Shifting – July Ride 3 – Bein’ Green

18 July 2020
72 kms (45 miles)

Kermit the Frog has a couple famous songs. His song, ‘It’s not easy being green’ was featured on the first season of Sesame Street. That show has always been at the forefront of addressing tough social issues in a way that children can understand. “It’s not easy being green” sees Kermit feeling undervalued because of his colour, an analogy to race which, 50 years after being written, is just as relevant as ever. Read more

Shifting – July Ride 1 – Independence

6 July 2020

48 kms (30 miles)

It was a cool night in southern Sydney, but the pub was warm. The cover band played at one end of the main bar. A sprinkling of people, who had already had enough to drink to loosen inhibitions, danced to the ‘70s and ‘80s rock. The pub was probably ¾ full, and there was a line at the bar for drinks. The atmosphere was comfortably middle-class bogan hanging out with friends.

Then, the band launched into its next song, and it was as if the Sirens of Homer’s Odyssey had called. Everyone in the pub seemed to pause for a moment and turn toward the band. The dance floor filled quickly, the line at the bar evaporated, and people got up from their seats. And then nearly every person in that pub started to do a line dance with specific moves that EVERYONE seemed to know.

For as strange as this was to see, all those people could have been up there sacrificing a goat or partaking in any cultural ritual from around the world that you never knew existed until you stumbled upon it.

I watched in awe. It was my first Australian cultural experience related to this phenomenon. Read more

Shifting – May Ride 3 – Gone gravel

24 May 2020
70 kms (44 miles)

Things are coming to an end. The exotic dancers  trees are starting to disrobe, concluding their brilliant and flashy show this year. The COVID-19 restrictions are unwinding. I trust Nature’s signals more than I trust the government’s, but I do forecast that winter 2020 will be an interesting one to see how it all unfolds. What will the weather do? What will the mixing of people in the traditional flu season do? We’re all an experiment in one big petri dish right now. Read more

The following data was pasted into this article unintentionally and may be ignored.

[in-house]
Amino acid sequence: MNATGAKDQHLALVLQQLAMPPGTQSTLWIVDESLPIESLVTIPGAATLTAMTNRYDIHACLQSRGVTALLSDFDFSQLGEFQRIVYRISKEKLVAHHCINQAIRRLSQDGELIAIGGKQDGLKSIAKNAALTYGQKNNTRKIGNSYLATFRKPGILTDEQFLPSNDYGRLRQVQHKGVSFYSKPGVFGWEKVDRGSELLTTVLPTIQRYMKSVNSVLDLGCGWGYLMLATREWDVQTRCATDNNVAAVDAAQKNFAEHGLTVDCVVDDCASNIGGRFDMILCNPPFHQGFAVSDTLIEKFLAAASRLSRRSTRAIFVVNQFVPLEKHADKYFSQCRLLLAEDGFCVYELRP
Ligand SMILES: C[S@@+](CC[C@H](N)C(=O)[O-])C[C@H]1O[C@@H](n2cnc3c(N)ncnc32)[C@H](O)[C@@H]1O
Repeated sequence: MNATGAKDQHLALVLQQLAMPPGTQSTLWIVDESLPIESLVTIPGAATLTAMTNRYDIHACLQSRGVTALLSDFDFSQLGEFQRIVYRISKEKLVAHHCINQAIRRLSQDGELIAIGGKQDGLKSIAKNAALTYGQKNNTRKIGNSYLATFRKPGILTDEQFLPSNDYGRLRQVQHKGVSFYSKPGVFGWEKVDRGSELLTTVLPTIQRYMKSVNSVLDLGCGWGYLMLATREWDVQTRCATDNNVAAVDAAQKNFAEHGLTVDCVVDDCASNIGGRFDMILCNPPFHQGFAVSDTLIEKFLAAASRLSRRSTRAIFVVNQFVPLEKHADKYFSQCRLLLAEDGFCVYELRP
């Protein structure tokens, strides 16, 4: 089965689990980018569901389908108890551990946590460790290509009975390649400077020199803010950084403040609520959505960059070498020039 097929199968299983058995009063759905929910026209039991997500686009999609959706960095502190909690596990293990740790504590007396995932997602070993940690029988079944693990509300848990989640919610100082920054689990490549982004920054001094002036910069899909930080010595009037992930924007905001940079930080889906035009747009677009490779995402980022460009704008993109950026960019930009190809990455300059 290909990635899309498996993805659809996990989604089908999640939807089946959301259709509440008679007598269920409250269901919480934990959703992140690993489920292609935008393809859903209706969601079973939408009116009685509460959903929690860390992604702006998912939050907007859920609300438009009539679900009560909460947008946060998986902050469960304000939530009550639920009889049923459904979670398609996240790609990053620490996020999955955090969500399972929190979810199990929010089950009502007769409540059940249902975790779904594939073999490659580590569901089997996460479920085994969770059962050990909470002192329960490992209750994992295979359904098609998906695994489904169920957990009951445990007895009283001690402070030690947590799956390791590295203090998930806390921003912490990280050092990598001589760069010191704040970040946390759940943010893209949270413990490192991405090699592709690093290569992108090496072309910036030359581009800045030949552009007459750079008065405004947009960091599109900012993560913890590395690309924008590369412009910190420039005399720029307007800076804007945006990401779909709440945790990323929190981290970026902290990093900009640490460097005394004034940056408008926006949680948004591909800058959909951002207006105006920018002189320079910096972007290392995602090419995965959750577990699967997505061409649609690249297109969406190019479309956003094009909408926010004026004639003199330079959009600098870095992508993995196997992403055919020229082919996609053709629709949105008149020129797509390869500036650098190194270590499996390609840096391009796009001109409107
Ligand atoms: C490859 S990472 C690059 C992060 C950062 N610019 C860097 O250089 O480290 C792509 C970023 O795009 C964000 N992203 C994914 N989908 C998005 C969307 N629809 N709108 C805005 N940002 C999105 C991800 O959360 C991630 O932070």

Shifting – May Ride 1 – On fire

Earlier this year, everything was on fire. Or so it seemed. It was estimated that 80 percent of the Australian population suffered through the effects of long-duration smoke. The area burned was so extensive across the country, and the fires lasted for so long, that it is now called Black Summer. We’ve had an Ash Wednesday (1983), a Black Friday (1939) and a Black Saturday (2009), among others. But yep, this time we got a whole summer.

And so that seems a long time ago. We’ve moved on to another crisis – extensive in its impacts and effects on human health, the economy and ‘life as we knew it’. It makes summer feel so far removed. So when the leaves began to fire up this autumn, it has been hard to believe that we are just ending a summer that feels at least three seasons ago. Read more

Shifting – March Ride 2 – Throw the chain

22/23 March 2020

98 kms (61 miles)

There are times when you’re riding and the shifting is smooth. The terrain is gentle and there is not much thought or effort required to maintain cadence. And then there are times when the hill is deceptively steep when you are in unknown terrain and you get caught in a gear that isn’t appropriate for the grade. Sometimes you manage to shift into an appropriate gear at the last moment, or with a bit of a grinding clunk. And then there are times when you attempt to shift too much under too much strain, and you end up throwing the chain right off the cogs and finding yourself completely stalled in the middle of a steep uphill. If you’re lucky, you don’t fall off the bike, too, as you throw the chain.

Well, the world threw the chain this week. Read more

Shifting – February Ride 1 – Corrugated

99 kms (62 miles)

21/22 February

There are those moments when your heart catches in your throat. It’s a moment of panic, a moment of ‘oh shit’ realization that something’s gone wrong. The level of panic and the immediacy of reaction reflect the seriousness of the situation.

Luckily, I’ve not had too many of those moments in my life. But we had one on this ride where my heart was suddenly in my throat before it dropped to the depths of my stomach. There’s nothing like that feeling to spur you into action. Read more